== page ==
Back on Top

By Victoria Grant

“Wilderness without animals is dead—dead scenery. Animals without wilderness are a closed book.”

-Lois Crisler

Image result for lois crisler wolves

Busch, Robert. 1995/98. Wolves and Ravens: A Fascinating Relationship. Photo. Copyright © 2011 White Wolf .

Ecosystems consist of perfectly intertwined organisms who contribute to the niche where they take residence. The absence of one species creates a domino effect in the different populations who get affected. Top predators often fall victim to prejudices which, result in their disappearance in their natural environment. When top predators leave their ecosystem, a trophic cascade occurs and the impacts can be detrimental to the system. Reintroduction of top predator species provides the greatest opportunity to improve the environment.

The Rewilding Movement and the Opposition

The push for top predator reintroduction has become known as the Rewilding movement. Rewilding contains many definitions but, is generally understood as the restoration of wilderness by using the regulatory role of large predators (Soulé and Noss 1998). The concept revolves around the understanding of the trophic cascade. Trophic cascades refer to the cascading impact of large predators in their niche (Cromsigt and te Beest, 2014). Many predators are keystone species which, refer to their importance in their environment. Keystone species are organisms which have great influence on the health and balance of an ecosystem. When keystone species disappear from their niche, a ripple effect of consequences becomes realized. The effect of the disappearance of a keystone species involves an intricate web of interactions rather than a linear connection. An example of the web of connection would include the direct impact of uncontrollable populations of prey species, spread of disease, and in some cases, erosion of rivers. Ecology studies the intricacy of the relationships between biotic and abiotic factors in ecosystems. Ecological studies show evidence of devastating impacts on the environment when the top predators of the system disappear. By observing the negative impact of removing a keystone species, researchers believe the logical correction would be to reintroduce the species and allow for those species to naturally correct the ecosystem. The movement believes the reintroduction of predators will be crucial for restoration but, many conservationists face opposition from the general public.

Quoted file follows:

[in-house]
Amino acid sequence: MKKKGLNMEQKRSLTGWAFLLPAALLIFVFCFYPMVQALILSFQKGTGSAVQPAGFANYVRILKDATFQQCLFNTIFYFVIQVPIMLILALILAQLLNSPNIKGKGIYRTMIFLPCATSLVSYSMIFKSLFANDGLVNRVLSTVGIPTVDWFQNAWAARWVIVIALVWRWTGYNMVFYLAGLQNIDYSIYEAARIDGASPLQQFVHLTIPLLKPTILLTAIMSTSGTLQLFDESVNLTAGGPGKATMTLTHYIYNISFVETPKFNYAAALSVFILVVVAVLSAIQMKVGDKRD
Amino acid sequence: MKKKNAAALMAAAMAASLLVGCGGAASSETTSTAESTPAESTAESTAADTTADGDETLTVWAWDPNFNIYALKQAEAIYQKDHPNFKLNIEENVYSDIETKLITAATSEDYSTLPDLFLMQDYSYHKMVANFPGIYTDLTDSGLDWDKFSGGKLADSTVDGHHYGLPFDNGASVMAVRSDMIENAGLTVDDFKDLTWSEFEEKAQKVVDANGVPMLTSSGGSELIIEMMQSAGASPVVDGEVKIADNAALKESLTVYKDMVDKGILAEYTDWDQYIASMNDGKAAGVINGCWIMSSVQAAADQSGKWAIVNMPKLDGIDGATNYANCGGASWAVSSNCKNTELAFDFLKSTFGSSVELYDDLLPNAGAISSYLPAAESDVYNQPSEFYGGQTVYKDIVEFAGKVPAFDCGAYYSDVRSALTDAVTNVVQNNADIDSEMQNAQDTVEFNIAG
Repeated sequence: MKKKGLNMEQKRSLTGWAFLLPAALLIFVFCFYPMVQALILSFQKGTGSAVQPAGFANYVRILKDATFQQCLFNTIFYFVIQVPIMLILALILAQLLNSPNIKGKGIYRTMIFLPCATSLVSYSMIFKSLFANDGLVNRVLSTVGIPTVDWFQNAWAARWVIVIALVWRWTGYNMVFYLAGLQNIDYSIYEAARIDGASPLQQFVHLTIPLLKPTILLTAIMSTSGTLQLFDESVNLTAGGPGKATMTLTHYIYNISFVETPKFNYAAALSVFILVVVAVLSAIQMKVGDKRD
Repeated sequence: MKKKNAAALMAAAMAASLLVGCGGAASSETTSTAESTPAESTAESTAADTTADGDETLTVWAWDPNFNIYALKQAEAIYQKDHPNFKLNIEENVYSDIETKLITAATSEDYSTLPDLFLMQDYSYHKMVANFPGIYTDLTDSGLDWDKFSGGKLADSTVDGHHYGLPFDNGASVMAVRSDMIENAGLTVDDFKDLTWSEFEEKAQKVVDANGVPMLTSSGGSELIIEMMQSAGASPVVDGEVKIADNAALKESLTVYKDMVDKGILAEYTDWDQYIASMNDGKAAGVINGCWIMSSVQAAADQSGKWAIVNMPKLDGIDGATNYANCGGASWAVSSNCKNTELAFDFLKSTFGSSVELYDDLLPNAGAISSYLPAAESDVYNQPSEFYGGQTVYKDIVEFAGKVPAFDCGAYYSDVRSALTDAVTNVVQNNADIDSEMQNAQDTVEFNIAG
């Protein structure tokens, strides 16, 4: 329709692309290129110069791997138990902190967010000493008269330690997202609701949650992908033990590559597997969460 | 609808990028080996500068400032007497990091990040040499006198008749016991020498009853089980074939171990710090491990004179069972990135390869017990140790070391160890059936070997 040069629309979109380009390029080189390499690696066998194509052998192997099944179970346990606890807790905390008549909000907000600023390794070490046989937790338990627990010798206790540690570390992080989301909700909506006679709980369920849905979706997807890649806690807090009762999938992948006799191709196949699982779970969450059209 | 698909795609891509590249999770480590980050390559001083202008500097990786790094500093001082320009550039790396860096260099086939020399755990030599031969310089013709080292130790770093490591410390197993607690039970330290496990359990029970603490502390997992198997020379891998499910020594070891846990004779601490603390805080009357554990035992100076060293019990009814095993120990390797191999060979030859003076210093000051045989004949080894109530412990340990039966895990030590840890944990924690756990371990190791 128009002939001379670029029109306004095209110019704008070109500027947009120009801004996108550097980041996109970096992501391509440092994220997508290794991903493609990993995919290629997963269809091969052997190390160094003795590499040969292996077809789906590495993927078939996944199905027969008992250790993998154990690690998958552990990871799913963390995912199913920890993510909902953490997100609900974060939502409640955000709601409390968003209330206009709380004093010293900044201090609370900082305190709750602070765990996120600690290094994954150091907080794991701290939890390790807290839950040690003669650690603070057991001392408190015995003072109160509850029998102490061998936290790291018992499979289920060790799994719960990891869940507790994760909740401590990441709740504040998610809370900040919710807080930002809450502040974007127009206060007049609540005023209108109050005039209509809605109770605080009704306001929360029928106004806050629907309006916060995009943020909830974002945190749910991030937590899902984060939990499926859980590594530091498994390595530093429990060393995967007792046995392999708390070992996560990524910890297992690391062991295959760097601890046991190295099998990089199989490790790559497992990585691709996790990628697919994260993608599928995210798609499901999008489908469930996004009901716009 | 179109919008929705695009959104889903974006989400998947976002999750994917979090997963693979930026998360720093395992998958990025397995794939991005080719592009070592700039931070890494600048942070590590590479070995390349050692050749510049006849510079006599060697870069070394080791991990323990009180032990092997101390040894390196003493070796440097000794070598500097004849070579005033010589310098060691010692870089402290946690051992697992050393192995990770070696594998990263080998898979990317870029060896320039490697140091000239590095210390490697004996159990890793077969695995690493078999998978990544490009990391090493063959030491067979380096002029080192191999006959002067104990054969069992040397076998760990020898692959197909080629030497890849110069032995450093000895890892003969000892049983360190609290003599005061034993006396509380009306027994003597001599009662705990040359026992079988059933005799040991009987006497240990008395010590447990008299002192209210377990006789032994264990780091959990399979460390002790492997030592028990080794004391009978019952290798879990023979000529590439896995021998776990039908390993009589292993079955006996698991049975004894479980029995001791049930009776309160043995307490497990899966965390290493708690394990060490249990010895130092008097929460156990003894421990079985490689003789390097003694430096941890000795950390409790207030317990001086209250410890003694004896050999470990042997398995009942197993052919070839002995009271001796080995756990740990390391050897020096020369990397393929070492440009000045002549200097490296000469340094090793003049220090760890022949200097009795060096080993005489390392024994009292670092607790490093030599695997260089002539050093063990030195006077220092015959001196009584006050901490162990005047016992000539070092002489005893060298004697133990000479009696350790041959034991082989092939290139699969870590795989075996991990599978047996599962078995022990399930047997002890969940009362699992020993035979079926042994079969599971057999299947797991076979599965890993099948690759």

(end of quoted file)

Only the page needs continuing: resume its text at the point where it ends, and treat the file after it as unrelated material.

Part of the opposition for the movement to reintroduce species comes from the public’s belief of wilderness equaling wildness. For most people, wilderness means large plots of untouched land. People think of wilderness and believe there is a need to move back in development and progress. For some people, protecting wilderness equates to taking away autonomy. By protecting wilderness, people cannot expand and their decisions must revolve around animals that they may not care about protecting. People do not want wilderness when wilderness stops them from doing what they wish but, researchers, like Robert L. Chapman, found wilderness does not have to be the same as wildness. Wilderness refers to the space needed but, wildness refers to the autonomy of a system (Chapman, 2004, 2006). Wildness means the system self-sustains without the need of human assistance (Woods, 2005). Top predators help with the self-sufficiency of an ecosystem. Predators naturally act as regulators in their environments through their actions. Large predators help control the population of their prey, they support biodiversity by picking off the organisms with the weak traits, and control the spread of disease by eating the sick animals. The list of the impacts of predators goes on and their impact is felt by biotic and abiotic organisms. Wolves provide an example of the abiotic factors affected by the presence of top predators. In reintroduction studies, researchers found the rivers in the areas of wolf reintroduction to improve when wolves came back into the environment. When the wolves came back into the environment, they began to regulate the prey population (elk) which, had grown substantially with the absence of their predator. Once the prey population decreased, the deer did not eat the plants around the river with such severity. The plant population increased and the erosion of the river decreases which resulted in the movement of the water (Farquhar). The impact of one species can be felt in multiple ways but, besides the thought of losing progress, many people still reject the idea of reintroduction due to fear.